This room has the well-traveled look you might find in a book by Evelyn Waugh
Design by Bunny Williams
Photo via here

This room captures the intimacy of tea with the vicar, a recurring scene in the books by Barbara Pym
Designer unknown
Photo via here

This room could be the setting for a tete a tete between Harriet Smith and Emma Woodhouse in "Emma" by Jane Austen
Designer unknown
Photo via here

This Bloomsbury-inspired room from Domino Magazine (2007) has the artsy and bohemian style of Virginia Woolf and her set set - love that rug!
Photo via here

This kitchen looks as if it could be part of the country house at the center of  "Howards End"  by E. M Forster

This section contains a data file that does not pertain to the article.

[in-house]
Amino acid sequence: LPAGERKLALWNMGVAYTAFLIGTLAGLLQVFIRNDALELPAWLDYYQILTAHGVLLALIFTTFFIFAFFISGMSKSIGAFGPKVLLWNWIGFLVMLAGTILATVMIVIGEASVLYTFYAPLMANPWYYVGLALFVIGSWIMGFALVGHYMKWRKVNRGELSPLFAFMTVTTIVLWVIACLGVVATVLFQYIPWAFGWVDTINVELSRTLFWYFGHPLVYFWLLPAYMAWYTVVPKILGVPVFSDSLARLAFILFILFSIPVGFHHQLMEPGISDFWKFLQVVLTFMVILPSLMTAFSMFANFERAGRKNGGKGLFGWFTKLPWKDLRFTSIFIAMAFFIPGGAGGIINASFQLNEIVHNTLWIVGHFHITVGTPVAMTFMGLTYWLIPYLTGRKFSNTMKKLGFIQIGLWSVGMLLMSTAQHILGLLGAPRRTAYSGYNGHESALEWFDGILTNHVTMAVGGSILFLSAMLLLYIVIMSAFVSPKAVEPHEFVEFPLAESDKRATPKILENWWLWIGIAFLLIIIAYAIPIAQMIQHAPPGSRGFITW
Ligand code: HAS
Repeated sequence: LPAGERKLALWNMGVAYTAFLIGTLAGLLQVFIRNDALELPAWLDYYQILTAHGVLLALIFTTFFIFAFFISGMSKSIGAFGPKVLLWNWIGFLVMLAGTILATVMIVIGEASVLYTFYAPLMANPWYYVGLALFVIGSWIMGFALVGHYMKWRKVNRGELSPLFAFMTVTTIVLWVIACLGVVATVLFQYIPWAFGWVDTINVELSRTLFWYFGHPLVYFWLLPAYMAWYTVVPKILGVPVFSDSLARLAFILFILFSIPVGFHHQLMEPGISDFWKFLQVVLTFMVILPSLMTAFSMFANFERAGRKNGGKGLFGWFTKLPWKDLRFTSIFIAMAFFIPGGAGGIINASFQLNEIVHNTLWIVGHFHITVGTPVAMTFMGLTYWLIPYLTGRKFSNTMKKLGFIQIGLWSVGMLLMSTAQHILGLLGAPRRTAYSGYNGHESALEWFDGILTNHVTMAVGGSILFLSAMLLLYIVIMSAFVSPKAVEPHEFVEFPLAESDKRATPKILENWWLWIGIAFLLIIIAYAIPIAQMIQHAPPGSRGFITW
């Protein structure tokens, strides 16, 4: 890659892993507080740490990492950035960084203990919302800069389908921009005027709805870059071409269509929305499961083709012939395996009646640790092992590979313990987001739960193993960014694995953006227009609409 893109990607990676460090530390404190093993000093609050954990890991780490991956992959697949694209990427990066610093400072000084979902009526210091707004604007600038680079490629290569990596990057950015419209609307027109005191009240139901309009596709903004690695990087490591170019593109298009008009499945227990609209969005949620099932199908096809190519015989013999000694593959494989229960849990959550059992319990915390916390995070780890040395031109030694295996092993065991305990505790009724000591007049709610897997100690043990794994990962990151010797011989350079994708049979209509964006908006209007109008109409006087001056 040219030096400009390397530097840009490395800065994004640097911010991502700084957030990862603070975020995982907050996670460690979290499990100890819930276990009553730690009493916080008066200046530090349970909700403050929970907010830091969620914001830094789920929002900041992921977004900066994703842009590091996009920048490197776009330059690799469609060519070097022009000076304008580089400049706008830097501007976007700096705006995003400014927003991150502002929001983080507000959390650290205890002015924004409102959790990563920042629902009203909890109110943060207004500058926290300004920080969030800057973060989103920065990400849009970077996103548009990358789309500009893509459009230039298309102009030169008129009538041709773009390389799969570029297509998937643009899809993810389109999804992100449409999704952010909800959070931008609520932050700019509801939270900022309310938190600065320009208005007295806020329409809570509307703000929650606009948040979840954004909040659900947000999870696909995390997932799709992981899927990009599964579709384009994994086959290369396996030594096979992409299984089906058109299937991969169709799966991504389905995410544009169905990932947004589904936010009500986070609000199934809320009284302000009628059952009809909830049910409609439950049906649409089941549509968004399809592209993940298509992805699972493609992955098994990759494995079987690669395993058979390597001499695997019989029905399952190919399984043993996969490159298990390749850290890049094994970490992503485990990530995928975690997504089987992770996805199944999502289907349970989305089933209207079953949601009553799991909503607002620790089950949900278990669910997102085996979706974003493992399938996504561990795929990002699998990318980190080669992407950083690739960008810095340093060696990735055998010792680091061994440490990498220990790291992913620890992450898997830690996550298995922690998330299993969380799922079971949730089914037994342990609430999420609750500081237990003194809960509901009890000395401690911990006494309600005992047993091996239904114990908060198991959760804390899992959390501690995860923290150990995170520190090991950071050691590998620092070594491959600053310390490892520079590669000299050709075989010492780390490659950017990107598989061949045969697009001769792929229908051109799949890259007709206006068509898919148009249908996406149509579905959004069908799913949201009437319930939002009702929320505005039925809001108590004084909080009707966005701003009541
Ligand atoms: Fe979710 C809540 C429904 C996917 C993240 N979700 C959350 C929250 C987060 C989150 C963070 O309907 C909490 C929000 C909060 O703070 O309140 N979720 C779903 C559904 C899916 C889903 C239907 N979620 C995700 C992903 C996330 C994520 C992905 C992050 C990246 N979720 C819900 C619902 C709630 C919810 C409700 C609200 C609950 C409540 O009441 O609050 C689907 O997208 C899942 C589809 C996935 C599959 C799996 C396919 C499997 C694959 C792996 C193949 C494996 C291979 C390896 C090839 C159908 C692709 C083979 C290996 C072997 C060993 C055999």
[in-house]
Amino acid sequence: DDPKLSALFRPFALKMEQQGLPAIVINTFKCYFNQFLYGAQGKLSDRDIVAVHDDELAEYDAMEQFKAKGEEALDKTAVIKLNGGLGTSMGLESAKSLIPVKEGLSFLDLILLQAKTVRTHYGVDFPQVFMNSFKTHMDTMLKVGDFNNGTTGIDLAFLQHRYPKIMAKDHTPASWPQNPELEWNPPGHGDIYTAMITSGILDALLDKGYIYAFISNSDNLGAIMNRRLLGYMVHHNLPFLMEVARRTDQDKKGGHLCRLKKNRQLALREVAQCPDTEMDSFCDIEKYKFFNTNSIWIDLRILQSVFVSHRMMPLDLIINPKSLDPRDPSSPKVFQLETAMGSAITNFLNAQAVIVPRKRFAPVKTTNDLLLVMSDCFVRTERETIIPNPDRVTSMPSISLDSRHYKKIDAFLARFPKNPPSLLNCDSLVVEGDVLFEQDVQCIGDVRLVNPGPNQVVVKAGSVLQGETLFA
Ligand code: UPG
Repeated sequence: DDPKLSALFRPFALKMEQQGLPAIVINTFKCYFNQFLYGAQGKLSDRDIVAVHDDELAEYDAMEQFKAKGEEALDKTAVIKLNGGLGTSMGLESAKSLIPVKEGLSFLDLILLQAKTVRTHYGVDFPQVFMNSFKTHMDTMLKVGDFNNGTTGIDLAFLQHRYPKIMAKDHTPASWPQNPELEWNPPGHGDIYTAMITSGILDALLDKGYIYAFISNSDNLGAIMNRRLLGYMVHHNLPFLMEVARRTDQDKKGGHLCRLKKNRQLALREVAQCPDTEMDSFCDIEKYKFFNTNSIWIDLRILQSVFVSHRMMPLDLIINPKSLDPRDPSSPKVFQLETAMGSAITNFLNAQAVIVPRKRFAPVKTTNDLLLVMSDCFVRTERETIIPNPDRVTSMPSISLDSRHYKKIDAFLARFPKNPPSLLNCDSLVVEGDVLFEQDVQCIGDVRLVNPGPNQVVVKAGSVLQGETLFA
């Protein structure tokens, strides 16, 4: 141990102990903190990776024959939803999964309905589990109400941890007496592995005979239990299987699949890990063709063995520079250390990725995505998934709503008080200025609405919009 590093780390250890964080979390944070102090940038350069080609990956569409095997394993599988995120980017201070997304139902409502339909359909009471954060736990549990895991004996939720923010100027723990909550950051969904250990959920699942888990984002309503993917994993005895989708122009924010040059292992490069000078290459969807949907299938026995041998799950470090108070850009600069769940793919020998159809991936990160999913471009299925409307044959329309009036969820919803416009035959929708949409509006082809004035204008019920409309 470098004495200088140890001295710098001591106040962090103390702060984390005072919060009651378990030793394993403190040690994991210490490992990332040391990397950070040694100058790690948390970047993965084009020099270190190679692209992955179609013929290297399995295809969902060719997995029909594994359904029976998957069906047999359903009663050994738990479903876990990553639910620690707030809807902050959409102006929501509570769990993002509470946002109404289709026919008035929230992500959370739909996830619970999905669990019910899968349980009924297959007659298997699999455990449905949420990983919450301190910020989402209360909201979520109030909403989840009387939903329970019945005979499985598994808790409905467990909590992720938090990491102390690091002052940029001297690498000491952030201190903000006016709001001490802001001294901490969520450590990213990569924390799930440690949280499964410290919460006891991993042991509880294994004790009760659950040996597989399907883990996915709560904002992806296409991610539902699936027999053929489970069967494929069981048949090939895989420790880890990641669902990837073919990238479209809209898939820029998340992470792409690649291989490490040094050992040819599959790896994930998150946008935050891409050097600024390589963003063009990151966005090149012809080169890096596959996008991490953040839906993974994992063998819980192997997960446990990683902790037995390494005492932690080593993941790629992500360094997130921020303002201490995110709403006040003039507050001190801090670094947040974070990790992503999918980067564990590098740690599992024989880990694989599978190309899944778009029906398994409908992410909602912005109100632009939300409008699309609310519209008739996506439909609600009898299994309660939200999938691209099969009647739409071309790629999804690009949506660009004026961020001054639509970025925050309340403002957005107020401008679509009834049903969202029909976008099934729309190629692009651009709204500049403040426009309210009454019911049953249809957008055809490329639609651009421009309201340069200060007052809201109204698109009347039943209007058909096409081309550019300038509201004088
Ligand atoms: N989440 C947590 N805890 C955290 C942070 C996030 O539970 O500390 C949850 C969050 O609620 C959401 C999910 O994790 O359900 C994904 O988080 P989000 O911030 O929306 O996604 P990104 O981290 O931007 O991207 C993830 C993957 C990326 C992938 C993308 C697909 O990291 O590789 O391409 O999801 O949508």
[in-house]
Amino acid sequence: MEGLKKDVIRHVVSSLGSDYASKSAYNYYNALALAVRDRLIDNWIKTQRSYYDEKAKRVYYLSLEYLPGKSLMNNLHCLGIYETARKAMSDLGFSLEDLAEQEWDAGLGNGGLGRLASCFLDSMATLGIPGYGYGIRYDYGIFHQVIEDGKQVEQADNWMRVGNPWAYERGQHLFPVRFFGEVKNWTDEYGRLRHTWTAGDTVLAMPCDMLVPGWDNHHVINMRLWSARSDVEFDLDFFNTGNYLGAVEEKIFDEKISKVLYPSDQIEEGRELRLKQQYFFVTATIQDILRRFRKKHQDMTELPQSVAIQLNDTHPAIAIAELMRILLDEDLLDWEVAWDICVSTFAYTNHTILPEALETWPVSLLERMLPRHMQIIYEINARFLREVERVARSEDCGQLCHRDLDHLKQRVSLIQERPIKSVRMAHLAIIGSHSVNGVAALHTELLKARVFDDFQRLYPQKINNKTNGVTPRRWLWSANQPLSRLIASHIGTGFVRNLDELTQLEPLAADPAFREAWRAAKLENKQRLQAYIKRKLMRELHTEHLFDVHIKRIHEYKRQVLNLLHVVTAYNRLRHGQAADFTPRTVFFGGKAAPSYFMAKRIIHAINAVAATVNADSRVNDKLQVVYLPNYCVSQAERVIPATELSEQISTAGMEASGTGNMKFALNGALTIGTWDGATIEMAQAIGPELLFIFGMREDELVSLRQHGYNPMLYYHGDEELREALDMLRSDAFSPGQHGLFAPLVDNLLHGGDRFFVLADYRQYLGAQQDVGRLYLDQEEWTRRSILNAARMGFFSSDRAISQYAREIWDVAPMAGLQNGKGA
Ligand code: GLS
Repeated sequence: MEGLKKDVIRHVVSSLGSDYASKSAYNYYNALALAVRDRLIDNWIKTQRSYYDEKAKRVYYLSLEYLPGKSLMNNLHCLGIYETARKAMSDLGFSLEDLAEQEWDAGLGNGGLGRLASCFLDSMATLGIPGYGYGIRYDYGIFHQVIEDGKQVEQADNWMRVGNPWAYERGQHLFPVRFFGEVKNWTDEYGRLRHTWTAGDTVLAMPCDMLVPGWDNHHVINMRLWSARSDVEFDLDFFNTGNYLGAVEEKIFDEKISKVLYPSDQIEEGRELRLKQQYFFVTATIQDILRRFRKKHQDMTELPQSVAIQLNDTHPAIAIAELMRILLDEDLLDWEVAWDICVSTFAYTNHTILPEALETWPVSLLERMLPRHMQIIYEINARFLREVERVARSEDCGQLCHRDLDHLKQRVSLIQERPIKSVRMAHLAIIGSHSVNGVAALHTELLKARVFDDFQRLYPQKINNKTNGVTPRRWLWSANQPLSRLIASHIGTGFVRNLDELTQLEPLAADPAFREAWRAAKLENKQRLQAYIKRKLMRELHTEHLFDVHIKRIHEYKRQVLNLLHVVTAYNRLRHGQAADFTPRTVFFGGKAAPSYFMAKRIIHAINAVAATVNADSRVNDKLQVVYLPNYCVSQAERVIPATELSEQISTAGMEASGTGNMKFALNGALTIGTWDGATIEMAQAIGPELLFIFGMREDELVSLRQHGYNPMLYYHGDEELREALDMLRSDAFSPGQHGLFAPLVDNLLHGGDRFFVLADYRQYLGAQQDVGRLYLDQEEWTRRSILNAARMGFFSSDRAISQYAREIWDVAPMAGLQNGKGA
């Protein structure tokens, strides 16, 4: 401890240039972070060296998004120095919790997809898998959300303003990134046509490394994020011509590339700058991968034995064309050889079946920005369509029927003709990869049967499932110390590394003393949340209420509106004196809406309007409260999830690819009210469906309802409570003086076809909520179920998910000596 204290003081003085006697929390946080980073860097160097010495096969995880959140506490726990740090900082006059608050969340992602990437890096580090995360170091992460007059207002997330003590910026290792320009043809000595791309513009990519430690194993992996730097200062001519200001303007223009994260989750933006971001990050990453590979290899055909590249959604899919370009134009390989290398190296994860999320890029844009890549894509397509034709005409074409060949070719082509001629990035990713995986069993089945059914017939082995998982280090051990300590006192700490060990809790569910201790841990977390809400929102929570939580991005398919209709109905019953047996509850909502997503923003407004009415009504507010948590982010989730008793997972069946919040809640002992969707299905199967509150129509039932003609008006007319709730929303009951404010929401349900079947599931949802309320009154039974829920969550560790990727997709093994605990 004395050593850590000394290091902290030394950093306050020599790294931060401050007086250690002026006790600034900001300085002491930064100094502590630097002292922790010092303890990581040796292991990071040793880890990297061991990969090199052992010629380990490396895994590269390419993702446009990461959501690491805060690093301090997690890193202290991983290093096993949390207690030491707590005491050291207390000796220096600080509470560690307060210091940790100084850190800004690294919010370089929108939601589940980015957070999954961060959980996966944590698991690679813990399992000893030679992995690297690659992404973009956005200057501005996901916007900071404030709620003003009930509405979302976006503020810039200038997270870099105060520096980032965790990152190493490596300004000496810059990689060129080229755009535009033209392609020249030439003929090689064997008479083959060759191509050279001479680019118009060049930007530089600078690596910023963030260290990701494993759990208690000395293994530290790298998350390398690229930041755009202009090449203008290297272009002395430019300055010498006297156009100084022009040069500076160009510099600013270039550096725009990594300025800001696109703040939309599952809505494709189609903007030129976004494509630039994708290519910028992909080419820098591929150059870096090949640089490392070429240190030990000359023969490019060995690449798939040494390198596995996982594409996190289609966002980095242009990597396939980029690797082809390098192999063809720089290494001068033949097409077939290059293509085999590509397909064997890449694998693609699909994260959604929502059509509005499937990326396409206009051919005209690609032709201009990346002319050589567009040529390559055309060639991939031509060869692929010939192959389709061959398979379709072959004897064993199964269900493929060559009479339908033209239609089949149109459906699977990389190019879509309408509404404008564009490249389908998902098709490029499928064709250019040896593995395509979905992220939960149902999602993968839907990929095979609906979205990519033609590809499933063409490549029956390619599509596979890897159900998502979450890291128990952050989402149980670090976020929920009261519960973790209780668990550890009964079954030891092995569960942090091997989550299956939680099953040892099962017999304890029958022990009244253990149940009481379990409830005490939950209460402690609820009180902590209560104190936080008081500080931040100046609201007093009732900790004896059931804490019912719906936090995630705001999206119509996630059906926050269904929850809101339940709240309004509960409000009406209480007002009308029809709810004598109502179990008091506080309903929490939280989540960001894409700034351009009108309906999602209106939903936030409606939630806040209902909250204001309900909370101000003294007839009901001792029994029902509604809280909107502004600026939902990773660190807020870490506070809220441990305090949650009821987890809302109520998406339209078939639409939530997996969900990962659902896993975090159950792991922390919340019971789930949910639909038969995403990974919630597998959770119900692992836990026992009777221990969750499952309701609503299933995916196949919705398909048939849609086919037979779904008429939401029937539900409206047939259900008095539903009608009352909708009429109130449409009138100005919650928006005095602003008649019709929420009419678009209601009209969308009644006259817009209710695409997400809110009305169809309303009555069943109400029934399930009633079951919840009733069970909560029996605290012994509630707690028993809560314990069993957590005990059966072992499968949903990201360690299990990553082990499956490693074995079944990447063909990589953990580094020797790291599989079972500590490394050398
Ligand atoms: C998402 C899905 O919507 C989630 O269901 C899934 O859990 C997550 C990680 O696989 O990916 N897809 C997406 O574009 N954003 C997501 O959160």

Design by Ben Pentreath
Photo via here

And this hallway looks as if it could be in the London house belonging to the Schlegel sisters in the same book by E.M. Forster
Design by Ben Pentreath
Photo via here

This foyer captures the 1920's glamour of a Noel Coward play
Design by Miles Redd
Photo via here

If you live in Los Angeles and want to be reminded of how great novels can inspire decorators, be sure to take a stroll along La Cienega Boulevard. Go in the evening when the windows are lit. You will see how some very talented designers interpreted their favorite books. The windows will be up through the end of the month.

P.S. Go here to see Flavorwire's pick of "The 25 Greatest Homes in Literature"

Monday, May 5, 2014

Inspiration Everywhere

We had such a wonderful trip to New York. Not only was the weather perfect and the tulips blooming, we also saw some great art and theater. There was inspiration around every corner. Between walking everywhere and enjoying the cultural treasures of this city, this trip was one of the best. Here are some highlights: